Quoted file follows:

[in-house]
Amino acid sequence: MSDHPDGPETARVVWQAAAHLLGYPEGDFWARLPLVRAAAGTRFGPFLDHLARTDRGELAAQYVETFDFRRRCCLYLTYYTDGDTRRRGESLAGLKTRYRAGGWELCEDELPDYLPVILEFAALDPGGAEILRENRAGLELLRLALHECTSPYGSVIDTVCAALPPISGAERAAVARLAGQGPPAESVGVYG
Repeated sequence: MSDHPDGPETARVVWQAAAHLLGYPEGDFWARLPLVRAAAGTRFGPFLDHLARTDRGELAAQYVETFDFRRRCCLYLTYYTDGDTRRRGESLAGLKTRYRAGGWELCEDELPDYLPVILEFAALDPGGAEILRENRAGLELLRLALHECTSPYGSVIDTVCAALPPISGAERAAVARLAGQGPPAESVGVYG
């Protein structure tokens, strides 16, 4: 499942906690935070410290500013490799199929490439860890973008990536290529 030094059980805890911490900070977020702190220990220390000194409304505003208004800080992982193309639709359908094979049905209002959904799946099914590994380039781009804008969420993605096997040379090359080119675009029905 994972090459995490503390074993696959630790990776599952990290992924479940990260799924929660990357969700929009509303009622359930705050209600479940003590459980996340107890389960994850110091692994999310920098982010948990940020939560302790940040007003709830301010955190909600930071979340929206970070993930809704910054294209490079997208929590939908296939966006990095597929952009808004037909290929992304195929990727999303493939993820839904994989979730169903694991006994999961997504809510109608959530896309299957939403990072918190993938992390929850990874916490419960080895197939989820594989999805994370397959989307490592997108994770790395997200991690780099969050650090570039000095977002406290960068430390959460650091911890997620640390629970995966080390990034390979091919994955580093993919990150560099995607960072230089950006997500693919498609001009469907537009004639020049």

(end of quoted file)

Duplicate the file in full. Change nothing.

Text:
[in-house]
Amino acid sequence: MSDHPDGPETARVVWQAAAHLLGYPEGDFWARLPLVRAAAGTRFGPFLDHLARTDRGELAAQYVETFDFRRRCCLYLTYYTDGDTRRRGESLAGLKTRYRAGGWELCEDELPDYLPVILEFAALDPGGAEILRENRAGLELLRLALHECTSPYGSVIDTVCAALPPISGAERAAVARLAGQGPPAESVGVYG
Repeated sequence: MSDHPDGPETARVVWQAAAHLLGYPEGDFWARLPLVRAAAGTRFGPFLDHLARTDRGELAAQYVETFDFRRRCCLYLTYYTDGDTRRRGESLAGLKTRYRAGGWELCEDELPDYLPVILEFAALDPGGAEILRENRAGLELLRLALHECTSPYGSVIDTVCAALPPISGAERAAVARLAGQGPPAESVGVYG
């Protein structure tokens, strides 16, 4: 499942906690935070410290500013490799199929490439860890973008990536290529 030094059980805890911490900070977020702190220990220390000194409304505003208004800080992982193309639709359908094979049905209002959904799946099914590994380039781009804008969420993605096997040379090359080119675009029905 994972090459995490503390074993696959630790990776599952990290992924479940990260799924929660990357969700929009509303009622359930705050209600479940003590459980996340107890389960994850110091692994999310920098982010948990940020939560302790940040007003709830301010955190909600930071979340929206970070993930809704910054294209490079997208929590939908296939966006990095597929952009808004037909290929992304195929990727999303493939993820839904994989979730169903694991006994999961997504809510109608959530896309299957939403990072918190993938992390929850990874916490419960080895197939989820594989999805994370397959989307490592997108994770790395997200991690780099969050650090570039000095977002406290960068430390959460650091911890997620640390629970995966080390990034390979091919994955580093993919990150560099995607960072230089950006997500693919498609001009469907537009004639020049």